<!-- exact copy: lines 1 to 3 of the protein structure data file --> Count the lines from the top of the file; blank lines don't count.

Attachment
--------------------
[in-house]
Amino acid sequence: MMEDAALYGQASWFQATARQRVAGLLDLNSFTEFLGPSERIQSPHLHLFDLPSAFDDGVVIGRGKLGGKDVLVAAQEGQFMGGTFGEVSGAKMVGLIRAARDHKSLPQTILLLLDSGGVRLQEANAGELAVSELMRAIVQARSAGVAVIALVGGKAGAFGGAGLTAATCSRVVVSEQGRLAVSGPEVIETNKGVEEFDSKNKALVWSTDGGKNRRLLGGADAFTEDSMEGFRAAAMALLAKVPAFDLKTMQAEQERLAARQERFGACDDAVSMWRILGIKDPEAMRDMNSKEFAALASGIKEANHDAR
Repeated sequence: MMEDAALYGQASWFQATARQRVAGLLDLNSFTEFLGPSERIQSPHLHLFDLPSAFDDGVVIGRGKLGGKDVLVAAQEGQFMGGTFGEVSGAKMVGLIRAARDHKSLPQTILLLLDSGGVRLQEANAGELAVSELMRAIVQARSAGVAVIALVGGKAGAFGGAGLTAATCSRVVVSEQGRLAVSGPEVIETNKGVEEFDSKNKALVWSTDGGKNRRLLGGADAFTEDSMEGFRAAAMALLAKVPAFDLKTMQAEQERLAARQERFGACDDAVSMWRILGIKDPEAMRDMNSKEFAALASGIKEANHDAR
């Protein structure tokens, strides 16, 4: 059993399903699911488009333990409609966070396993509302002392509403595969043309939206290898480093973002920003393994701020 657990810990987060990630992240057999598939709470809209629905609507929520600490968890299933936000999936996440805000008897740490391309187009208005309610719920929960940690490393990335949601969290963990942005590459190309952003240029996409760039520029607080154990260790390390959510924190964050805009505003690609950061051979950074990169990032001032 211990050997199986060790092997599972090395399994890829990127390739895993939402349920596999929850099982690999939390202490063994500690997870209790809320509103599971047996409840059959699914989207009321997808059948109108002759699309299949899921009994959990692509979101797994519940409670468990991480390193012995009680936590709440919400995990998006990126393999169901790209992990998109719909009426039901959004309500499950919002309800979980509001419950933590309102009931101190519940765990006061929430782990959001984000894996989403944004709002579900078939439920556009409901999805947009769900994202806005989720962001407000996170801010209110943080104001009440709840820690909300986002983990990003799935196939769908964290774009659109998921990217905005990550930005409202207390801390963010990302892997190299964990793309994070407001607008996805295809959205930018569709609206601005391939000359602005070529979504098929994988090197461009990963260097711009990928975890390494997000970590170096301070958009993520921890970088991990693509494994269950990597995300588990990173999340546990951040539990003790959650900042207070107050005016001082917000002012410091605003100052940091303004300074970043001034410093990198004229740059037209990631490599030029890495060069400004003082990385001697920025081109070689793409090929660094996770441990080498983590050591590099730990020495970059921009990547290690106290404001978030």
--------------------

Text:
[in-house]
Amino acid sequence: MMEDAALYGQASWFQATARQRVAGLLDLNSFTEFLGPSERIQSPHLHLFDLPSAFDDGVVIGRGKLGGKDVLVAAQEGQFMGGTFGEVSGAKMVGLIRAARDHKSLPQTILLLLDSGGVRLQEANAGELAVSELMRAIVQARSAGVAVIALVGGKAGAFGGAGLTAATCSRVVVSEQGRLAVSGPEVIETNKGVEEFDSKNKALVWSTDGGKNRRLLGGADAFTEDSMEGFRAAAMALLAKVPAFDLKTMQAEQERLAARQERFGACDDAVSMWRILGIKDPEAMRDMNSKEFAALASGIKEANHDAR
Repeated sequence: MMEDAALYGQASWFQATARQRVAGLLDLNSFTEFLGPSERIQSPHLHLFDLPSAFDDGVVIGRGKLGGKDVLVAAQEGQFMGGTFGEVSGAKMVGLIRAARDHKSLPQTILLLLDSGGVRLQEANAGELAVSELMRAIVQARSAGVAVIALVGGKAGAFGGAGLTAATCSRVVVSEQGRLAVSGPEVIETNKGVEEFDSKNKALVWSTDGGKNRRLLGGADAFTEDSMEGFRAAAMALLAKVPAFDLKTMQAEQERLAARQERFGACDDAVSMWRILGIKDPEAMRDMNSKEFAALASGIKEANHDAR